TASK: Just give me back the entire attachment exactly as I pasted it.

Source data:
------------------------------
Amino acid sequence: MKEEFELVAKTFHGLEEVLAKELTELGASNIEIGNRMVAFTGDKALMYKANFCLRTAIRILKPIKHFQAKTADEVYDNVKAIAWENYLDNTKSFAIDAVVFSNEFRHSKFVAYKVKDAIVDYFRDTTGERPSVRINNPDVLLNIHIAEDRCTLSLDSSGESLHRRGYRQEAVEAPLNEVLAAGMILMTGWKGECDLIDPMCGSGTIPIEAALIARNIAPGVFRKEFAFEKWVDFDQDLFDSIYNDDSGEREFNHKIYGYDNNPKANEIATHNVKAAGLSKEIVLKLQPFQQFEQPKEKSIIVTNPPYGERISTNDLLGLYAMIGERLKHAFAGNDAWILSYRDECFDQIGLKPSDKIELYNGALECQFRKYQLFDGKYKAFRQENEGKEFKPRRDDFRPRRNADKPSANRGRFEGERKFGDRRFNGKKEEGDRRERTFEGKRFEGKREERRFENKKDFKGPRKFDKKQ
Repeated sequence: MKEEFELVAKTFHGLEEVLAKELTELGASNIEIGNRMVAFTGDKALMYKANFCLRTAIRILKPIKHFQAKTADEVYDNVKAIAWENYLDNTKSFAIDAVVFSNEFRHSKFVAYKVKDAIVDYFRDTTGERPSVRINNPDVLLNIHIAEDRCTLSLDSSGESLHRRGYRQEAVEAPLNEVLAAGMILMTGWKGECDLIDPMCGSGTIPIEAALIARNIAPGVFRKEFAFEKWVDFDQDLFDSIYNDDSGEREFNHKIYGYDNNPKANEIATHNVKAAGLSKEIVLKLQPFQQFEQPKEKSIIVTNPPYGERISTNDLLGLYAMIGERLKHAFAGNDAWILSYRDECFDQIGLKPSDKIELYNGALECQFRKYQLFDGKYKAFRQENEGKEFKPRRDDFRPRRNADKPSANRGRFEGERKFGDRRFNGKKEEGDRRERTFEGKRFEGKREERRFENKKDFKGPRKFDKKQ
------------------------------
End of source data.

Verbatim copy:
Amino acid sequence: MKEEFELVAKTFHGLEEVLAKELTELGASNIEIGNRMVAFTGDKALMYKANFCLRTAIRILKPIKHFQAKTADEVYDNVKAIAWENYLDNTKSFAIDAVVFSNEFRHSKFVAYKVKDAIVDYFRDTTGERPSVRINNPDVLLNIHIAEDRCTLSLDSSGESLHRRGYRQEAVEAPLNEVLAAGMILMTGWKGECDLIDPMCGSGTIPIEAALIARNIAPGVFRKEFAFEKWVDFDQDLFDSIYNDDSGEREFNHKIYGYDNNPKANEIATHNVKAAGLSKEIVLKLQPFQQFEQPKEKSIIVTNPPYGERISTNDLLGLYAMIGERLKHAFAGNDAWILSYRDECFDQIGLKPSDKIELYNGALECQFRKYQLFDGKYKAFRQENEGKEFKPRRDDFRPRRNADKPSANRGRFEGERKFGDRRFNGKKEEGDRRERTFEGKRFEGKREERRFENKKDFKGPRKFDKKQ
Repeated sequence: MKEEFELVAKTFHGLEEVLAKELTELGASNIEIGNRMVAFTGDKALMYKANFCLRTAIRILKPIKHFQAKTADEVYDNVKAIAWENYLDNTKSFAIDAVVFSNEFRHSKFVAYKVKDAIVDYFRDTTGERPSVRINNPDVLLNIHIAEDRCTLSLDSSGESLHRRGYRQEAVEAPLNEVLAAGMILMTGWKGECDLIDPMCGSGTIPIEAALIARNIAPGVFRKEFAFEKWVDFDQDLFDSIYNDDSGEREFNHKIYGYDNNPKANEIATHNVKAAGLSKEIVLKLQPFQQFEQPKEKSIIVTNPPYGERISTNDLLGLYAMIGERLKHAFAGNDAWILSYRDECFDQIGLKPSDKIELYNGALECQFRKYQLFDGKYKAFRQENEGKEFKPRRDDFRPRRNADKPSANRGRFEGERKFGDRRFNGKKEEGDRRERTFEGKRFEGKREERRFENKKDFKGPRKFDKKQ